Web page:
(Sourced from The Edge Financial Daily)

It looks like real estate investment trust (REIT) companies in Malaysia are maintaining a cautious view on the overall operating environment and property market amid subdued consumer sentiment. Rental reversion rates are likely to be lower for upcoming expiring net lettable areas (NLAs) with slower year-on-year store sales growth. This is further dampened by huge NLA supply in the pipeline and rising e-commerce popularity among shoppers.

Notwithstanding the above cautious sentiment, Malaysian REITs (M-REITs) have outperformed the FBM KLCI into the fourth month of 2016, driven mainly by yield-seeking sentiment among investors in the low-interest rate and uncertain economic environment. The retracement of 10-year Malaysian Government Securities (MGS) yield to 3.75% from 4.1% in December and speculation on an overnight policy rate cut also led to strong buying interest in fixed income securities.

Local consumption is expected to improve gradually in the second half of 2016, given the normalisation of the goods and services tax (GST) effect and measures to support disposable income (an Employees Provident Fund contribution rate cut, tax relief, civil servant pay rise and minimum wage hike). Hong Leong Investment Bank Research continues to remain “neutral” on the M-REIT sector with a preference for yields and stocks with good asset quality and strong management, given the challenging outlook and recent rally in share prices.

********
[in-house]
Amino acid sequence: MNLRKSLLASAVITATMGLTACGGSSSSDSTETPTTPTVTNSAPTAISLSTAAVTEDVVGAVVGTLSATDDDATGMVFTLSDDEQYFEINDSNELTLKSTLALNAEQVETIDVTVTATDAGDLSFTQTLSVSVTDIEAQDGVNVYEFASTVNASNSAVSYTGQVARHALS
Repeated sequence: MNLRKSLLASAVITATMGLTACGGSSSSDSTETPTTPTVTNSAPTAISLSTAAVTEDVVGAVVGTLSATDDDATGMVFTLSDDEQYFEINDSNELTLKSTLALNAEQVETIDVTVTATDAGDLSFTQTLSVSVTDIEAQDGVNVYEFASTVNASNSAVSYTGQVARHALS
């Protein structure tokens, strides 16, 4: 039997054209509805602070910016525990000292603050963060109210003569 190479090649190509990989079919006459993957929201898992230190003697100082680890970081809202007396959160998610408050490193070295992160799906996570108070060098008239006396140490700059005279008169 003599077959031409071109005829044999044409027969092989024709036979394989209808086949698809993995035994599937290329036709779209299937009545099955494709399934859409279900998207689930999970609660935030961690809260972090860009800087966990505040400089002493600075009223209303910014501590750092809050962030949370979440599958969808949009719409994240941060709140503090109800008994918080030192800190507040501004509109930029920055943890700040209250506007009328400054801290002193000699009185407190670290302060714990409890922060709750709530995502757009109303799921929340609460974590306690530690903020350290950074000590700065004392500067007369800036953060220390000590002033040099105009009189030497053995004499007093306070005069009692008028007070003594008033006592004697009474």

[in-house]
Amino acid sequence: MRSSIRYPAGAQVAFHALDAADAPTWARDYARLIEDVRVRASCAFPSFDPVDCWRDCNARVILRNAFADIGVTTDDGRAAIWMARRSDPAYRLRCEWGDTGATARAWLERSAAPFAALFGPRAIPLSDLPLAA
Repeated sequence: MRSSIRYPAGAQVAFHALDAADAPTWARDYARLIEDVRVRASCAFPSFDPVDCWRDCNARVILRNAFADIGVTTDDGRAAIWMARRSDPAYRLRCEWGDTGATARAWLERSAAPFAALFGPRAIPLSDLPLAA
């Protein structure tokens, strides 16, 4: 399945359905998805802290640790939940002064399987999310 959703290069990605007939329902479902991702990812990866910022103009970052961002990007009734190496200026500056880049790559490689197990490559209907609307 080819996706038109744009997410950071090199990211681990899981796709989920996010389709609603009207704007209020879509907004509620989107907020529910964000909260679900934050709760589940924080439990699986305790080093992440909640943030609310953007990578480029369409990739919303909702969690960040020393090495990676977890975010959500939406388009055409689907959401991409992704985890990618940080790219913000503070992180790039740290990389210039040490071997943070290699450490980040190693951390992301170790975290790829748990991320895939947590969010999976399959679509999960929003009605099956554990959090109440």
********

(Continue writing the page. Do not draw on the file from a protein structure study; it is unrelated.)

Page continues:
MREIT comparison

There should not be any unpleasant surprises in upcoming results due to the seasonally strong first quarter, which is likely to be offset by the high-base effect of pre-GST buying last year. Catalysts include potential acquisition of quality assets to achieve growth as a softer property outlook presents such opportunities. Higher disposable income may spur retail spending, which will in turn boost retail REITs.

Risks include:

  1. monetary policy tightening by Bank Negara Malaysia;
  2. prolonged erosion in consumer sentiment;
  3. failure to execute planned asset injections; and
  4. a significant slowdown in broad economic activities.

The research house also maintained a “neutral” stance on M-REITs, given the overall cautious outlook despite strong yield-searching activities, based on the latest insights and updates gathered.

Read more on M-REITs in the following articles:
1. What is a REIT?
2. Why invest in Malaysian REITs?
3. Different types of REITs in Malaysia
4. Common Answers & Questions about REITs